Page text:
There is, of course, a name for what follows after life fails to live up to itself. Third isn’t necessarily a depressing album, but there’s no denying that it resonates with depression. Having come down with a respiratory illness that induced a coughing so severe that it amounted to insomnia and with the lack of sleep eating away at my mind, I had lapsed into an episode — my third, weirdly enough — of major depression early in 2011. One night, reeling in bed, I listened to Third. I didn’t know what to expect. My depression had always been of the sort where appreciating art or even just entertainment of any kind was impossible, and my antidepressants had yet to kick in. Yet for some reason the album came through clear — clearer than ever before and ever since. The awe and relief of discovering a language that still applied to me didn’t last, and I didn’t attempt to repeat the experience. But the memory of it, the bare fact of a full emotion in a field of total numbness, hasn’t faded either.
What Third offers, perhaps, is a reminder of a state of being equally negative, but more active, than depression, an ongoing struggle with a beast that has the upper hand — despair, in other words. Or is it convalescence? Consider that, even through injury and fear, with a paralyzed mind and a will without decision, outside of time and language, some element of a depressed person is still fighting the illness that possesses them. If that piece of life, which is necessarily deaf and mute — depression being a sickness of meaning that infects all meaning — somehow touches on a sensibility that reflects its nature and intention (“On / And on / We carry on / But underneath my mind”), it leaps forward into consciousness, though only temporarily. No album can cure depression. But an album designed purely to give voice to the healing factor that labors, quite possibly without ultimate success, against depression’s ravages — that’s rarer than it should be.
“You’ve got the surface world — the absolute unreal world that everyone is supposed to live in — and then there are the actual real things that are happening, and then there’s this ginormous layer of media which divides the two.” Barrow’s description of Third’s structure highlights how the album has a broader scope belied by its extreme involution. Though experienced individually, depression is always rooted in general social phenomena such as bigotry and economic stress. Third avoids the occasionally didactic tone of its predecessors, but it still has something to impart: It doesn’t deliver a lesson because it is the lesson. Though undeniably of her own making, Gibbons’s lyrics are popular in the best sense, shaped to embrace a common experience without cheapening it. It’s just that the experience isn’t a pleasant one. Broken by impossible demands of personal realization and deprived of all companionship beyond the most fleeting encounters, the “I” of her songs is recognizably a subject of the self-centered ideologies that drive Western capitalism.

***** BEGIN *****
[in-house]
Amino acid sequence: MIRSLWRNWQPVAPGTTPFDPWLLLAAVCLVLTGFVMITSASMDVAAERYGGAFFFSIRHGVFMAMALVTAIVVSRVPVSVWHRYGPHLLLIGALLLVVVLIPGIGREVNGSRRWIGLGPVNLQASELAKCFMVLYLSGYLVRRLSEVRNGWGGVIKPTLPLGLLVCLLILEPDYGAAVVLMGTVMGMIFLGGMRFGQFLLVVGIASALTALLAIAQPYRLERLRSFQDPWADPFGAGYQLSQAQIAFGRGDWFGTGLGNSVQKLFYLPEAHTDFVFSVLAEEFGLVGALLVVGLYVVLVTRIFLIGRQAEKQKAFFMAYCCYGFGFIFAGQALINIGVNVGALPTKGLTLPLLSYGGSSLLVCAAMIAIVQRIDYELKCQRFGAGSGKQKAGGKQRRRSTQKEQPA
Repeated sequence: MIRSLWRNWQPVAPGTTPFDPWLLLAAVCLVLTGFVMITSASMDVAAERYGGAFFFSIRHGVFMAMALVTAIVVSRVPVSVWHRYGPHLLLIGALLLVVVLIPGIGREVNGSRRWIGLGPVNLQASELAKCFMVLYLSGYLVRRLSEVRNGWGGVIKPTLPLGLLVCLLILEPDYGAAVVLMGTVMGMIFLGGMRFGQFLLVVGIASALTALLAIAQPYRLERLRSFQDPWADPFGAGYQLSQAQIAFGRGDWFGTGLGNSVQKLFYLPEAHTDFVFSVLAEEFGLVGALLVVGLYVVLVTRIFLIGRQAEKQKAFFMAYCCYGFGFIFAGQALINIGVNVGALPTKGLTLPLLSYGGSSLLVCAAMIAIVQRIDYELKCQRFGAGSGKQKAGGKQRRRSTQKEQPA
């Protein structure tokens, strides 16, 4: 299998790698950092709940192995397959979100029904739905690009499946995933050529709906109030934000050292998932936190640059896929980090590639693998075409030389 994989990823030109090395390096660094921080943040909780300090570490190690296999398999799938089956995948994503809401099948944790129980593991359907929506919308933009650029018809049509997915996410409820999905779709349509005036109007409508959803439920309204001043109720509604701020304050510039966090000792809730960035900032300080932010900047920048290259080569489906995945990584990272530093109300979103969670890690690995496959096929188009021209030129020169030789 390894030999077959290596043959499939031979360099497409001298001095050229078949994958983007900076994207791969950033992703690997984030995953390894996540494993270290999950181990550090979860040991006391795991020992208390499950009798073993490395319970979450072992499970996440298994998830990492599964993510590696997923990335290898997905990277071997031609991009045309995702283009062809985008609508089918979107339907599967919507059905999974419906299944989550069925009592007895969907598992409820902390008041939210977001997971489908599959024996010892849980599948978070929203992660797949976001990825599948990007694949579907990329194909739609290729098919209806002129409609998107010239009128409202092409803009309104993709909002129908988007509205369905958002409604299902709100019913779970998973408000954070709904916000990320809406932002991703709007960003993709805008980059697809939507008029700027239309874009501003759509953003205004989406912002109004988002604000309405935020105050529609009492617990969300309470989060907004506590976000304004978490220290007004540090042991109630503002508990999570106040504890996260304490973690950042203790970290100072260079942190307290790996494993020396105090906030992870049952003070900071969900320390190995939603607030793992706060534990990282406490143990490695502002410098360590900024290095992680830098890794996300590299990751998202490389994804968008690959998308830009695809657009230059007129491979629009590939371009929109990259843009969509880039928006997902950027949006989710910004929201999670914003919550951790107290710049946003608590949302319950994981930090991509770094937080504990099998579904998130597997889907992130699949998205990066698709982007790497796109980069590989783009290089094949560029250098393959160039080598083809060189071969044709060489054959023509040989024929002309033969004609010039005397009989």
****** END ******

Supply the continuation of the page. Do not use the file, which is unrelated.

It’s eerie how precisely the rollout for Third, with its narrative of inevitable depression, paralleled the cascading financial collapses that engulfed Western markets and gave rise to the Great Recession: The discovery of the album, for the band’s younger listeners, mapped closely their entry into a dismal economy designed to keep many of them jobless, most of them indebted, and all of them insecure. In this sense, little has changed over ten years: Gibbons’s terse announcement on “We Carry On” that “no place is safe” holds truer than ever in 2018. What sort of world will greet Third at 15, or at 30? Will there even be a world to greet it? It feels like nothing is reliable, but that’s not quite true. It’s a grim state of affairs when the most you can count on, collectively speaking, is a band that perfects the urgency of their original style by urgently dismantling its forms — or else remains silent. Yet the fact that a band with flawless timing like theirs still exists is no small affair — probably, it deserves special respect during the worst of times.